Palo Alto Obon

This year the whole family made it to Palo Alto Obon. We enjoyed the food and got to watch San José Taiko perform on the Yagura. This was the boy’s first time being able to see them play without having to deal with a massive crowd and I think they enjoyed the performance a lot more.

And we danced. It started earlier this year and didn’t last as long* but was still fun. The right amount of community feel and a good time was had by all. The boys have already weighed in that they like Palo Alto’s festival the most and I know what they mean.

*Apparently some one complained last year and in typical Bay Area fashion the town cracked down on the church that has been having these festivals for decades instead of letting the resident know that they’d purchased a home next to a church.

Since I was dancing the photos are similar to my previous ones in San José this year and in Palo Alto last year. I’m still working out how best to take photos during the festival. I might have to stop dancing for a few songs and just take photos of the kids. They’re getting pretty good now.

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Palo Alto Obon

I danced in San José. I photographed in Mountain View. I wasn’t sure what I’d do in Palo Alto. Well besides eat. Of the three local festivals, Palo Alto is the one that just feels right. The food situation is well organized. There’s ample seating to eat. The dancing starts late and goes well into the night as people just have fun.

I ended up dancing again and taking photos while doing so. The low light gave my camera some problems but I like a decent number of these and they definitely give a good impression of what it was like to be there.

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Magcloud

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Continuing my magazine experiments, this time I figured I’d give Magcloud a whirl. I was happy with Blurb’s magazines but I wanted to try smaller formats and experiment with saddlestitching. Magcloud’s 5.25″×8.25″ format looked ideal since it’s a decent size for vertical photos and the saddlestitch format is much more forgiving for crossovers so I can use similar-sized horizontal or square photos as well.

I’m pretty happy with the results. Magcloud uses very-good toner-based printing technology and the results are about as good as I’d expect from that. They do still show the typical telltale heavy-gloss in high-coverage areas* though so the overall result doesn’t feel as high quality to me as Blurb’s printing. But the print quality itself—screening, color, etc.—is plenty good.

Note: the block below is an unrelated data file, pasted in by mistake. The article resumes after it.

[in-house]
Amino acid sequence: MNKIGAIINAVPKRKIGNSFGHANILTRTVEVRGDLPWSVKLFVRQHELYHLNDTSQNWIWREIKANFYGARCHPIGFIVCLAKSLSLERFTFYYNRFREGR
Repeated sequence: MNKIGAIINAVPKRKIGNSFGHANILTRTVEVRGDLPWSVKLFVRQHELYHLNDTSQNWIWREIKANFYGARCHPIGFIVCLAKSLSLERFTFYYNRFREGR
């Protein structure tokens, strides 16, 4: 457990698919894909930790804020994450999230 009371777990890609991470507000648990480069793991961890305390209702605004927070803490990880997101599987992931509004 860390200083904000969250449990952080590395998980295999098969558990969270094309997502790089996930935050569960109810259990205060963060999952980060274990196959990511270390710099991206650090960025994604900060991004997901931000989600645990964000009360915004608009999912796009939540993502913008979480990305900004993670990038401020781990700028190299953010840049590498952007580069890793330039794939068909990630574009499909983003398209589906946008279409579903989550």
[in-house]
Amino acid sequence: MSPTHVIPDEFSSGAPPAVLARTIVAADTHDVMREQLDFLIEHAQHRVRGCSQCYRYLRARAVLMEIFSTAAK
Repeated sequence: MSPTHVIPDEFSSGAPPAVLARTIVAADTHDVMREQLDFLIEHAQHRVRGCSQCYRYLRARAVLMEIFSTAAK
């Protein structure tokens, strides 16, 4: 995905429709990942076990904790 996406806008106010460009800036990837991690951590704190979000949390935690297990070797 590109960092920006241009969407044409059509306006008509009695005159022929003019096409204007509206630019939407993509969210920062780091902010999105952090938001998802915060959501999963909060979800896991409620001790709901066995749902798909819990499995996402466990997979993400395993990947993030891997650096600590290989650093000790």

*This is admittedly something I’m sensitive to and it only shows up in certain lighting situations anyway.

The only other thing which caught my attention is that Magcloud’s bindery operation is pretty loose. They want an eighth of an inch for bleeds and they mean it. I had a few photos where I could only spare a sixteenth of an inch for bleed and that wasn’t nearly enough, Magcloud needs the full eighth of an inch. Similarly, while the crossovers are mostly satisfactory, there’s a decent amount of play—over a sixteenth of an inch again—in terms of where the center fold is.

These aren’t complaints as the price is more than fair and the results are still fine. But they‘re worth keeping in mind so I don‘t expect anything better than that and treat these as the mini-projects/project dummies that they are. I don’t expect any of my magazines to be the final form of the projects, they’re just waypoints which scratch my urge to get things printed and which I can live with and look through until I’m ready to take the next step.

The magazines I made are all working through a bunch of small projects which I’m not sure what to do with yet. There are two which are photos from Powwow—one of the Aztec dancers, the other of the powwow itself.

There are two which are photos from Obon—one of San José Taiko, the other of the obon odori.

And there’s one which consists of photos from all the bounce house birthday parties I’ve been to.

Some of those projects I don’t expect to be adding to. Others might get a photo here or there each summer but I’m reaching the point where I’ll want to replace existing photos rather than add to the project overall. In all cases though I expect I’ll be heading back to Magcloud to do some more small projects and see how they work together.